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Using super-resolution microscopy to watch immune cells kill
If you have a question about this talk, please contact Sue Griffin.
Host: John Trowsdale (email@example.com)
Cell-contact dependent regulation of immune cell responses plays a vital role in balancing the need for rapid and efficient responses to a wide variety of pathological challenges, while at the same time maintaining self-tolerance. Over the last decade, much research has studied how immune cell interactions are often accompanied by the segregation of proteins into micrometer- and submicrometer-scale domains at an immune synapse.
The emerging new paradigm is that interactions between immune cell receptors, kinases and adaptors are at least in part controlled by transient interactions between supramolecular assemblies. This is a significantly different concept from a linear cascade of individual protein-protein interactions depicted in textbook diagrams of immune receptor signaling pathways.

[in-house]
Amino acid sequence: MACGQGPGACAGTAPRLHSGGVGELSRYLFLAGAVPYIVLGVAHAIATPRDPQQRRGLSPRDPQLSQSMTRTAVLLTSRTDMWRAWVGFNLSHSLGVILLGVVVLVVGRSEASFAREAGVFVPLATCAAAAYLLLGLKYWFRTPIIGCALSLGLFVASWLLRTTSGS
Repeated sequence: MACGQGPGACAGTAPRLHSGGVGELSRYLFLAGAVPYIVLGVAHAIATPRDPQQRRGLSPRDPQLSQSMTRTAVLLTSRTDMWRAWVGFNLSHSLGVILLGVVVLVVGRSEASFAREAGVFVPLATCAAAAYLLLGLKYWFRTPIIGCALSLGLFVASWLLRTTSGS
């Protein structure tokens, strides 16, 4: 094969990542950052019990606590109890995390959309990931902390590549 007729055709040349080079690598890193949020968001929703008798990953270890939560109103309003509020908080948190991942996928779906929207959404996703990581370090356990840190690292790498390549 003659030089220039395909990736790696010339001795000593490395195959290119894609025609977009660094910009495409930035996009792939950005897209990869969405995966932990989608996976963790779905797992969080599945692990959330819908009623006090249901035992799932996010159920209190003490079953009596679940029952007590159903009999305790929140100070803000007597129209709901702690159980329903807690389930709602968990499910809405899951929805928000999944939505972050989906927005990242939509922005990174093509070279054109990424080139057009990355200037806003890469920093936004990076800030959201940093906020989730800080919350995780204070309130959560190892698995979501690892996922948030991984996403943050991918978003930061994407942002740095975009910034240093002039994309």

Here, I will present new data using high- and super-resolution imaging techniques that reveal novel insights into molecular recognition by human Natural Killer cells and how specific effector functions are realized. Our data reveal, for example, that remodelling of the cortical actin mesh occurs at the central region of the NK cell immune synapse during a cytolytic response. This is likely to occur for other types of cell secretion and emphasises the importance of emerging super-resolution imaging technology for revealing new biology.
This talk is part of the Immunology in Pathology series.
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Other listsCentre for Family Research 2011 Archive EPRG Energy and Environment (E&E) Series Lent 2012 Electron Microscopy Group Seminars
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